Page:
Publication Date

Spring 2016

Degree Type


Degree Name

Master of Science (MS)


Biological Sciences


Brandon White


Cyclin B1, cyclins, Dietary compounds, polyphenols, triple negative breast cancer, Walnut

Subject Areas

Molecular biology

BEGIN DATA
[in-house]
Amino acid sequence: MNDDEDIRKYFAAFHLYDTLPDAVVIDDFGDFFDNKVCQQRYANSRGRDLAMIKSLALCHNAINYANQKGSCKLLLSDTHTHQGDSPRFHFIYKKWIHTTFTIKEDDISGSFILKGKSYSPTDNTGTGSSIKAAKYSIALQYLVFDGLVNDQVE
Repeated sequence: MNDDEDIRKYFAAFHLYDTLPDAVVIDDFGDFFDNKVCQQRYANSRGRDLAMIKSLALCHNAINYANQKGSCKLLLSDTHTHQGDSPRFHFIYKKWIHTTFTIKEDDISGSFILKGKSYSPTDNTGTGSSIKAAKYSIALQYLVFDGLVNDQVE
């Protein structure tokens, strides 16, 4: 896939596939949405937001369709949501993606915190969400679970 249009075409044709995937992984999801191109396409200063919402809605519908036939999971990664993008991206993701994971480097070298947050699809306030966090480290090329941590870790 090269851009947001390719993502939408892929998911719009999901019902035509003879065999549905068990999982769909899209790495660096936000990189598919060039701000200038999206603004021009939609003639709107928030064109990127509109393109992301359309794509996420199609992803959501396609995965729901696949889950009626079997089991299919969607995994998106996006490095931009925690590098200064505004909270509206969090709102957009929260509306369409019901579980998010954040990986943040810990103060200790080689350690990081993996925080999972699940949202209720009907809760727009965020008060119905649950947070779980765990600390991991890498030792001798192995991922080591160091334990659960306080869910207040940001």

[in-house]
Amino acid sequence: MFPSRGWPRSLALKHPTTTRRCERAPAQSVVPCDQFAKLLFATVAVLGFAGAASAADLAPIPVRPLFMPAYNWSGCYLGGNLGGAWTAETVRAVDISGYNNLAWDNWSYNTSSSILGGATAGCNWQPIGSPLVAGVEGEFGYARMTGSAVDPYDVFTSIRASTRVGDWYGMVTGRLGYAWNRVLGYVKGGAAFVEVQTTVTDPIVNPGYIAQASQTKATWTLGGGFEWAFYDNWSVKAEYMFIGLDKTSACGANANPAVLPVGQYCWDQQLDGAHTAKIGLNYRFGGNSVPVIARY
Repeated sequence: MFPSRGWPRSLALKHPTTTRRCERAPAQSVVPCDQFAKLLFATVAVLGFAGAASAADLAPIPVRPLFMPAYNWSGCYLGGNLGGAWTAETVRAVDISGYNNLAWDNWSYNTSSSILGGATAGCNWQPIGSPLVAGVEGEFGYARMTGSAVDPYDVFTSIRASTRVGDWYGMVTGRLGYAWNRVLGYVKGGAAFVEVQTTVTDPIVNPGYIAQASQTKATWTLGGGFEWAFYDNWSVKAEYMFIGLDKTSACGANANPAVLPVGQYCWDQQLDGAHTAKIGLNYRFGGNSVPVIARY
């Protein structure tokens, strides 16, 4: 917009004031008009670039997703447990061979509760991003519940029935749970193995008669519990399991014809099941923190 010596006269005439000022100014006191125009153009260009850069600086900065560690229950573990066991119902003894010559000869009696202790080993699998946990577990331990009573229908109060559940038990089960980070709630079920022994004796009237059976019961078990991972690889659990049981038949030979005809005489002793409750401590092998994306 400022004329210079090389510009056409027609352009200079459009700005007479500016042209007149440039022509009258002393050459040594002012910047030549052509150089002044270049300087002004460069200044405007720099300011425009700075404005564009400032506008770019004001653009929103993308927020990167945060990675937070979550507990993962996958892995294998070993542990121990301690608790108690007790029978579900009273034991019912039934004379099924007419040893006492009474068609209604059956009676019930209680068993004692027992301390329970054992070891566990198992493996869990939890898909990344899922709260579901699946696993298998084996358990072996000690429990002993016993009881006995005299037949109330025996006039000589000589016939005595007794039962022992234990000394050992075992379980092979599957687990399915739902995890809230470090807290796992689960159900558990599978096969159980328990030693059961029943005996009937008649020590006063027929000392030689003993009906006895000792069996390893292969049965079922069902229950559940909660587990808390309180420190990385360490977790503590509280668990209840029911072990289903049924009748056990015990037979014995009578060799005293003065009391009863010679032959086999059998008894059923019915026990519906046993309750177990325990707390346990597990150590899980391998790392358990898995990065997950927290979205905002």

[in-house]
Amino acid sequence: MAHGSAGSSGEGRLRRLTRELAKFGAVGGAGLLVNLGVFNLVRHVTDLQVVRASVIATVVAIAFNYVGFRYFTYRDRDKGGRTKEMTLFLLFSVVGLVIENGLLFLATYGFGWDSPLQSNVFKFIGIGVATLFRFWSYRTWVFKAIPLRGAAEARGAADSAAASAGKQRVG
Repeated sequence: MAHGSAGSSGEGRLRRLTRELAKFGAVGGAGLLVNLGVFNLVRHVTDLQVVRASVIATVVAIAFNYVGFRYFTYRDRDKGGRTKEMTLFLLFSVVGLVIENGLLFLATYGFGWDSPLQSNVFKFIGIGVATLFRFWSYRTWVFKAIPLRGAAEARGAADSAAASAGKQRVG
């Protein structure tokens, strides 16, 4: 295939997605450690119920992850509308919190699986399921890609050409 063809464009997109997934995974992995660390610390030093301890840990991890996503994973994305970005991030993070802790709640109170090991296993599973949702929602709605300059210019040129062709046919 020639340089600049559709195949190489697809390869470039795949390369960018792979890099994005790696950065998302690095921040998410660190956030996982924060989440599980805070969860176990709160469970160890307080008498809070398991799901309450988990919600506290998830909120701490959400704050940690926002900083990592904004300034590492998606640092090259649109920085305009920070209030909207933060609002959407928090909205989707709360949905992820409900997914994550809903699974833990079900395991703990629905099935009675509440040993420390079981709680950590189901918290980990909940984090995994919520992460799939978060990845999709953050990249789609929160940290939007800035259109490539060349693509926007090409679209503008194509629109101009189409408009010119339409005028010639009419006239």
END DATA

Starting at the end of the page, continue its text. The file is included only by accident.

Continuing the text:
Walnuts are rich in polyphenols and have potential for cancer prevention and treatment. Our lab has previously shown that a walnut extract (WE) is able to block the cell cycle at the S and G2 phases of cell division with a corresponding decrease in the amount of the cyclin B1 protein and induce cell death in human breast cancer cells (Le et al., 2014). The aim of the current research was to identify whether this effect on the expression of cyclin B1 was at the transcriptional or the translational level. A cycloheximide (CHX) chase revealed that a WE does not affect the half-life of cyclin B1. A time course analysis in conjunction with real-time quantitative polymerase chain reaction (RT-qPCR) revealed that a WE decreased the number of cyclin B1 transcripts. A similar effect was observed with other cyclins, cell proliferation marker Ki67, and the transcription factor Sp1. These results suggested that WE affect the expression of cyclins and genes involved in cell proliferation. Further, there was no significant decrease in the levels of mRNA of Notch1, RelA/p65, and MXD4. We also confirmed that repression of the cyclin B1 gene was dose dependent and was specific to the ellagitannins, tellimagrandin I and casuarictin, isolated from walnuts. Quercetin, a flavanol also found in walnuts, did not have any effect on cyclin B1 expression. Overall, our results suggest that in WE-treated MDA-MB-231, a decrease in the amount of the cyclin B1 protein is correlated with a corresponding decrease in its transcription